Lace and texture patterns may be started on your socks right after you work the toes on the top side of the socks (needle #2). I start the patterns one or two stitches in from each side of the sock tops so the edge is not involved with the pattern. If you are going to be wearing the socks with clogs or shoes you may want to wait to start the pattern until you are near to where they end on your foot. Work the pattern on the top side of the sock until you turn the heel, and then work the pattern all the way around. If not adding a pattern until after the heel is turned, I do not start it until at least approximately one inch beyond the short rows. When finishing a sock with ribbing I start the ribbing at approximately two inches above the short rows.
There are many, many choices of lace patterns in A Treasury of Knitting Patterns, and A Second Treasury of Knitting Patterns by Barbara G. Walker (published and available from Schoolhouse Press). You will want to choose a lace pattern that has a relatively small repeat, and also one that is not too open as you do not want the lace to be too stretchy. In the same books there are many texture patterns, also with relatively small repeats, that may be used for socks as well as twist stitch patterns and cable patterns. Many of the cable patterns are grouped together, but taking just one of the cables and placing it on the sides, front of back of socks can be very effective. One cable breaks up the monotony of plain stocking stitch, but not as time consuming as having lots of cables. The Harmony Guide Books and some Japanese pattern books are also good sources for ideas. I have also used charts for texture found in books for Guernsey fisherman sweaters.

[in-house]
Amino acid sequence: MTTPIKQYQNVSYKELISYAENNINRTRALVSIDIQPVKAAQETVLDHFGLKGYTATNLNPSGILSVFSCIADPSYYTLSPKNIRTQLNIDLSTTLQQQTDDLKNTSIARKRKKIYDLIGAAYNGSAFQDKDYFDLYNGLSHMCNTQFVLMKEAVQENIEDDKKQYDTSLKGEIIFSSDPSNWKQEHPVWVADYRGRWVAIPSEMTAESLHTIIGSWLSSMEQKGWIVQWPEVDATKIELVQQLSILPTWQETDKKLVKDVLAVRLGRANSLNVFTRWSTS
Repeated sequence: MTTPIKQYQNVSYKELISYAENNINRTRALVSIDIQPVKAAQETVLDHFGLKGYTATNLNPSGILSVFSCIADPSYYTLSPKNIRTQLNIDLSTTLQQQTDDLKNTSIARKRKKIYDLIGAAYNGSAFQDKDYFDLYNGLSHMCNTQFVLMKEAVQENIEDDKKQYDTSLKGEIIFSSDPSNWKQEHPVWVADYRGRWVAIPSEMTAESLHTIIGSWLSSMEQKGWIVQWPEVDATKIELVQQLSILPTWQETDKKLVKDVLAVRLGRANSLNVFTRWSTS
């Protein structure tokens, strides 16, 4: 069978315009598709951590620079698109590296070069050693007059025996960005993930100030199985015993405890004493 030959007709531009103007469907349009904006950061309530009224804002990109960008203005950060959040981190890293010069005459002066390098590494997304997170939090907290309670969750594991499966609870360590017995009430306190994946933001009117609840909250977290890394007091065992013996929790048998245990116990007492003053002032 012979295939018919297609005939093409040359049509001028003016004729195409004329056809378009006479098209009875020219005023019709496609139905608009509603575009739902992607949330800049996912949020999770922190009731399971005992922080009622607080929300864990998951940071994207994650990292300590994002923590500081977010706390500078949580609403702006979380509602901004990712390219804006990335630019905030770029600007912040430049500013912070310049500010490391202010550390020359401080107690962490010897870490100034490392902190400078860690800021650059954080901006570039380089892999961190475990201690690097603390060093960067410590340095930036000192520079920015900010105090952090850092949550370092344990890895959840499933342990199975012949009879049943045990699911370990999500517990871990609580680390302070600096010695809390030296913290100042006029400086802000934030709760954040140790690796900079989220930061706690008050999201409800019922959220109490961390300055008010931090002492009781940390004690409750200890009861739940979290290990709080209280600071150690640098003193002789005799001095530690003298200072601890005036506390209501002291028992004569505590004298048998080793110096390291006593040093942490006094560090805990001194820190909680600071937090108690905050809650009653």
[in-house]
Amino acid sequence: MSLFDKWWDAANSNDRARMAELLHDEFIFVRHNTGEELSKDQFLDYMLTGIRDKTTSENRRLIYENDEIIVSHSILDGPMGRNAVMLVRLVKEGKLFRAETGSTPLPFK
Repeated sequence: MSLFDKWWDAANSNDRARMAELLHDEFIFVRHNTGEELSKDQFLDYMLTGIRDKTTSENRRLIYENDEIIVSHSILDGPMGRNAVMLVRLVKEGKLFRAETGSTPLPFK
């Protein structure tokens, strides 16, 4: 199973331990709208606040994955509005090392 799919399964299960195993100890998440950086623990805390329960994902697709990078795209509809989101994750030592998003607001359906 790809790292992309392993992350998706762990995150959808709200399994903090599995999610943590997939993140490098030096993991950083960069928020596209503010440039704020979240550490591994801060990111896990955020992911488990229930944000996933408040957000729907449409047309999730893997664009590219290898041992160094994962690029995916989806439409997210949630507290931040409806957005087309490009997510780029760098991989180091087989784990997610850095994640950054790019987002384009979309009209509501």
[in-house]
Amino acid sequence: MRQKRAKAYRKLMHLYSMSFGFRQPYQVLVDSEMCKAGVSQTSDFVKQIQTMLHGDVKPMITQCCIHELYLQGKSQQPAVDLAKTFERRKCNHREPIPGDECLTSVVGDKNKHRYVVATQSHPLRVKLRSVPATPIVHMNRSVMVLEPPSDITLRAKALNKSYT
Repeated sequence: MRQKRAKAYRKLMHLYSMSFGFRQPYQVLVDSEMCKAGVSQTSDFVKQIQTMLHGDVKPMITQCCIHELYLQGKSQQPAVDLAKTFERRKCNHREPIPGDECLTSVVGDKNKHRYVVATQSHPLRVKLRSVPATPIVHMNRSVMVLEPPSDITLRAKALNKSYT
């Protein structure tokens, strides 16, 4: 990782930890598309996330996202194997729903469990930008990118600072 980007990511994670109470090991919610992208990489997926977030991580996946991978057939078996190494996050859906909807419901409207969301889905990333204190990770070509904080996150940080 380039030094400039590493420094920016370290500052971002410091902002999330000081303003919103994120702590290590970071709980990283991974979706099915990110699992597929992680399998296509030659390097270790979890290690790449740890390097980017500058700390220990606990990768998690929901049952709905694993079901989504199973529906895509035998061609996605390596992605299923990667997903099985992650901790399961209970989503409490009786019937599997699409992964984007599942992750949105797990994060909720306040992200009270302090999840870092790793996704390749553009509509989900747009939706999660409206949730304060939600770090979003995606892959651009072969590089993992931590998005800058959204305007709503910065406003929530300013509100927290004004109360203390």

I have to admit I have a slight problem with Barbara Walker’s books. They have way too much in them that give me ideas and I can spend hours looking through them, amazed at all the beautiful patterns there are to work with. In fact, almost did that very thing just now! If you do not own at least one of them, put them on your gift list. The first two Barbara Walker books I mentioned do not have charts, but the patterns are smaller and I feel more conducive to using in socks than those in her other books.
I mentioned earlier that I knit stranded knit socks from the top down and add a gusset as the stranding does not have as much stretch as stockinette stitch. Although I have never had the need to add a gusset when working the socks with one color stockinette stitch, someone following this Knit Along found the socks too tight over her arch. The stranded knit socks where I add the gusset are worked from the top, but I feel it could be done by reversing the procedure. (Be forewarned, I have actually never put a gusset in from the toe up, so you are on your own. If you try it, let me know how it works.)